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Thread: Plumbing related

  1. #1
    Join Date
    May 2006
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    448

    Plumbing related

    I need your help. For unknown reasons I cannot log in the plumbing forum. I an dealing with a General inspector from the city in several items related to electrical upgrades, gas upgrades and a situation with a vent stack. as this inspector is a "general" he is not well versed in specifics. AND, I need your help in "wording" with him (you know that my English sucks)

    I questioned an electrical and gas upgradeds made from someone else that was approved by this inspector, I questioned him and the city didn't have another alternative that backtrack and redo the entire situation.

    So, I questioned a vent stack that is located between 2 mobile homes. That vent stack is too short and residents of those 2 mobile homes, specially in summer, cannot open their bedroom windows and those gases leak into ... (sewer gases can be hydrogen sulfide, ammonia, methane, esters, carbon monoxide, sulfur dioxide and nitrogen oxides)

    I know that you don't deal with plumbing, but please help me with the wording as this inspector is disappointed with me as he had to backtracked in the gas and electric.

    He is stating that this sewer stack is "grandfathered" as it is in this way for the last 20 years. I don't find the wording to tell him that "ANY grandfathered hazards has to be corrected" and that stack (the black pipe in the photo) needs to be raised at least 2', see how close is to the bedroom windows. It is ok if this stack is on the top of the home but not on the side.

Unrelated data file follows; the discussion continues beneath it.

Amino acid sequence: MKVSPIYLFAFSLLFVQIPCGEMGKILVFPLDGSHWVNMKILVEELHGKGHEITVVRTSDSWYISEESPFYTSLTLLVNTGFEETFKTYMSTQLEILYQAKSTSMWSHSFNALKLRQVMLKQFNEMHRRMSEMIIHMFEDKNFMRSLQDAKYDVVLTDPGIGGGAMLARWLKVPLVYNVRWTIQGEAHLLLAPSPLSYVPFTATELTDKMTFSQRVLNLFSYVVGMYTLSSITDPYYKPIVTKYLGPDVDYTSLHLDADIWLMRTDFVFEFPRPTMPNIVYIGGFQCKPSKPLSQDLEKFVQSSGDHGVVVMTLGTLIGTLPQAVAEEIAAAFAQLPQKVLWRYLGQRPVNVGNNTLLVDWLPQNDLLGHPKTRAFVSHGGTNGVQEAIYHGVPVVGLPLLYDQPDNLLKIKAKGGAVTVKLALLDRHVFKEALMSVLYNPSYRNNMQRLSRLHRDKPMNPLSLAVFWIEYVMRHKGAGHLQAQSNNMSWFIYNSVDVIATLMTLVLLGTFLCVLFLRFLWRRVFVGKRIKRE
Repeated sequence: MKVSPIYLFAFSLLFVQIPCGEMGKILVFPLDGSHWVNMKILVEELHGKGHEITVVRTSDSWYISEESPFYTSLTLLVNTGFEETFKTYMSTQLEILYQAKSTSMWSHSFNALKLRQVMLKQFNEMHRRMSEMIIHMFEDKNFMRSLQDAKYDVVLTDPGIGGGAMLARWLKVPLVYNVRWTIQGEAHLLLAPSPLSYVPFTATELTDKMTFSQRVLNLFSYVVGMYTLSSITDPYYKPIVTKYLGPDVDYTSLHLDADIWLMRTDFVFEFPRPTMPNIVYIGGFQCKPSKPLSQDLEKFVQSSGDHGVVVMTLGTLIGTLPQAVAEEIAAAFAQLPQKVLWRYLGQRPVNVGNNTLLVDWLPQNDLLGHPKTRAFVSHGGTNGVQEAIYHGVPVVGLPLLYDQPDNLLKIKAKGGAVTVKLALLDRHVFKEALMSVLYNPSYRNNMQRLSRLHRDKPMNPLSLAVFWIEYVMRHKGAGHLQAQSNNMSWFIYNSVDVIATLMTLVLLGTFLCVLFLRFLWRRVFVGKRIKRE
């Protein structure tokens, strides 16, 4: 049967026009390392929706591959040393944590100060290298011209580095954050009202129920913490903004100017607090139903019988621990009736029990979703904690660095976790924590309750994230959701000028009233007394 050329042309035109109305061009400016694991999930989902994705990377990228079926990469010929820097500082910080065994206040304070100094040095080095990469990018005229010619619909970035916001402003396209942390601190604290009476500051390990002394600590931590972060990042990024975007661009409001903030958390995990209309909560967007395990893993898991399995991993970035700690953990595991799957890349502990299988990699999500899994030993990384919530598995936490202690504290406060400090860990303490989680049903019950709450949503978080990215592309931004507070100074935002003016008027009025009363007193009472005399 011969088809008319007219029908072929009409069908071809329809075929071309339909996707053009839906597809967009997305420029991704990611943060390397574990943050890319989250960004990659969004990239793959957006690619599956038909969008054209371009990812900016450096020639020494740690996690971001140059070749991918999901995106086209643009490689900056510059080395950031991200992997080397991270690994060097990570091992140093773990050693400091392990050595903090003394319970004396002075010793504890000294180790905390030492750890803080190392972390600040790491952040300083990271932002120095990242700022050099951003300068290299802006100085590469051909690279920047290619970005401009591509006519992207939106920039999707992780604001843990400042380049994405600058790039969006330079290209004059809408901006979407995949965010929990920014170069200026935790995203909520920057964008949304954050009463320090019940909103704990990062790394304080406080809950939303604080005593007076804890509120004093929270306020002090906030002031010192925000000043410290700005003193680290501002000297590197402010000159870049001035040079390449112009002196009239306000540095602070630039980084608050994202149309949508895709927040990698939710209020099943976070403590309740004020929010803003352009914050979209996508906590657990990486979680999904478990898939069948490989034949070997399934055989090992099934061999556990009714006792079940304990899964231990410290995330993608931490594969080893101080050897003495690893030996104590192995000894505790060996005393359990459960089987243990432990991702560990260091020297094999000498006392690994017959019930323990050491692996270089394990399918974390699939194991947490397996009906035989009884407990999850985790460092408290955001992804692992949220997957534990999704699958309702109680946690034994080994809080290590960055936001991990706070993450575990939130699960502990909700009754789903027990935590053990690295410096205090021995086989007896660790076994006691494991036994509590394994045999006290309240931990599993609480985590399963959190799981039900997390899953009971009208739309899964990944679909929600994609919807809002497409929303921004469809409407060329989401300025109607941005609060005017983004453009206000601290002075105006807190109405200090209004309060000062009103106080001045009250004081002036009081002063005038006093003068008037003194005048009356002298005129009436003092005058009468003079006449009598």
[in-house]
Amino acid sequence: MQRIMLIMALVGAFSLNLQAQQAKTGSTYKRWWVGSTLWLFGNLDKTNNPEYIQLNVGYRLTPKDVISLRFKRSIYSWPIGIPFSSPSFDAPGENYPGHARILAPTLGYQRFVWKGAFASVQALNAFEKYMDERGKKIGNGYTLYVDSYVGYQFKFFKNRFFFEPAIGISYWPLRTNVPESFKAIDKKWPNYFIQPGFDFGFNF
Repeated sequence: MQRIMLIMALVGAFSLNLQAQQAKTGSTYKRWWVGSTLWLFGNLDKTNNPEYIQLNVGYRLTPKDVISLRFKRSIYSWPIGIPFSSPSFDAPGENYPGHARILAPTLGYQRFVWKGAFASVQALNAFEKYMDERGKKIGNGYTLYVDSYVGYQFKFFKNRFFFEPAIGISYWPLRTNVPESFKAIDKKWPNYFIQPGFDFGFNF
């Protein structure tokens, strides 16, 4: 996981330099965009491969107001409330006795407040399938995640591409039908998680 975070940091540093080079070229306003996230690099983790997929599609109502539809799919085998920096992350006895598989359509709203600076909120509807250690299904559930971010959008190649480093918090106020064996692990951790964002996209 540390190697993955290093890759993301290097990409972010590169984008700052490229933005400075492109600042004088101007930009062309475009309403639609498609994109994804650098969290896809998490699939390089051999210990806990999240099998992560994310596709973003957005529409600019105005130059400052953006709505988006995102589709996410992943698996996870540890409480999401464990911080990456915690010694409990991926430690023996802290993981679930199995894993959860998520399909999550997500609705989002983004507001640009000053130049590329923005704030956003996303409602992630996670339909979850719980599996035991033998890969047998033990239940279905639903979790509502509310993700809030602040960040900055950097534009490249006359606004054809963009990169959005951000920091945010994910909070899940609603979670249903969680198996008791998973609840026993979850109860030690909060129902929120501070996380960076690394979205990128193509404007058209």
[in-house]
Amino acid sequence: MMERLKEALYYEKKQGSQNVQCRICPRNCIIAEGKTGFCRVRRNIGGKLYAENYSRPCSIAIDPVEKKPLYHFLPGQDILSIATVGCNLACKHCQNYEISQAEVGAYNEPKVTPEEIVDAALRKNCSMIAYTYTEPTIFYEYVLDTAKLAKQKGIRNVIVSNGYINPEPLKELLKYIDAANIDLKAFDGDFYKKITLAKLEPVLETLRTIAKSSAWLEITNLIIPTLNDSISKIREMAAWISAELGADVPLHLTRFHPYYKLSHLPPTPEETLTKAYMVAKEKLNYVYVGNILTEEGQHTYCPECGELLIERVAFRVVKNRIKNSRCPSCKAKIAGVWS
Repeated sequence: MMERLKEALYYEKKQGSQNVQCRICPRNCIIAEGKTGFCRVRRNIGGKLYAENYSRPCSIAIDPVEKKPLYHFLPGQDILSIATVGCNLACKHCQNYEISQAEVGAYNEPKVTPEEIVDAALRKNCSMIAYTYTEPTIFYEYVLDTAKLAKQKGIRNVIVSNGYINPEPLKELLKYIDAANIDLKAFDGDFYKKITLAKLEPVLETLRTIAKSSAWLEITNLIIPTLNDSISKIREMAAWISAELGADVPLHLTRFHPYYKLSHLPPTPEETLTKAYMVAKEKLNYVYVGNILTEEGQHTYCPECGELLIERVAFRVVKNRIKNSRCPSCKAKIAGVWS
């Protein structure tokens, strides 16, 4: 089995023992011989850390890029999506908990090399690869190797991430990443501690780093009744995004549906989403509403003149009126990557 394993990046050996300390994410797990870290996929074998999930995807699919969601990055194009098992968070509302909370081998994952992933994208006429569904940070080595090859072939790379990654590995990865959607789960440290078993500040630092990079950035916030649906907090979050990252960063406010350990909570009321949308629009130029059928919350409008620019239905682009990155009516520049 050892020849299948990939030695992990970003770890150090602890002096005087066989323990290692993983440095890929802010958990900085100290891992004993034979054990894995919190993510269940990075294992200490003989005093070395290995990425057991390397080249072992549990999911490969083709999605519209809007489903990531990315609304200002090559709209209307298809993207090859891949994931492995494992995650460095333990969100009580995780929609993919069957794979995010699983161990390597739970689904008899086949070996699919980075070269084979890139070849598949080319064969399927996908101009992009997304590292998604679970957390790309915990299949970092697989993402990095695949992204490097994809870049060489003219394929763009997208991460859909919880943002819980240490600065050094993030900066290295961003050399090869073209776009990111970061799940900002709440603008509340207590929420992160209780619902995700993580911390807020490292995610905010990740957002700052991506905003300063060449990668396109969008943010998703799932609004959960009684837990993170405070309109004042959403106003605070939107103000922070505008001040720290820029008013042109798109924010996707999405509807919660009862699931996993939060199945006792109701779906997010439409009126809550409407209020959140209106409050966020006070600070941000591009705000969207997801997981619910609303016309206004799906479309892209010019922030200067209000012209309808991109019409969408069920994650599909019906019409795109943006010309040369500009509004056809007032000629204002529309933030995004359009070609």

Can you help with the wording?
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  2. #2
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    You run into some real deals. I have never seen an installation like this nor do I understand why this is needed if the plumbing is done correctly in each MH. Granted I never looked, but HS, what Cluster F.

    I can make stuff run down hill and know payday is on Friday but otherwise I am not a plumber
    Tom
    TBLO

  3. #3
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    What is "HS, what Cluster F"

    All mobile parks have their sewer system and the mobile homes have their own, so a mobile home comes into the park and hook up. Beside a good draining system the vents have to be far away horizontally and vertically to avoid gases. Because this inspector is pi...off, he is telling me that it is "grandfathered".

    I am writing again to the city but I cannot find the technically words to say that an hazards must be corrected regarding grandfathering or not. As I said above the city had to ordered a "redo" on the gas and electrical issue after it passed inspection.

    "You run into some real deals", you are right, the problem is that I have too many licenses and I have no other choice that to put my nose into. See photo, I blackened for obvious reasons, I have strong accent/vocabulary but I don't think with accent, but many times I have difficulty in communicating. Old parakeet never learn to talk ..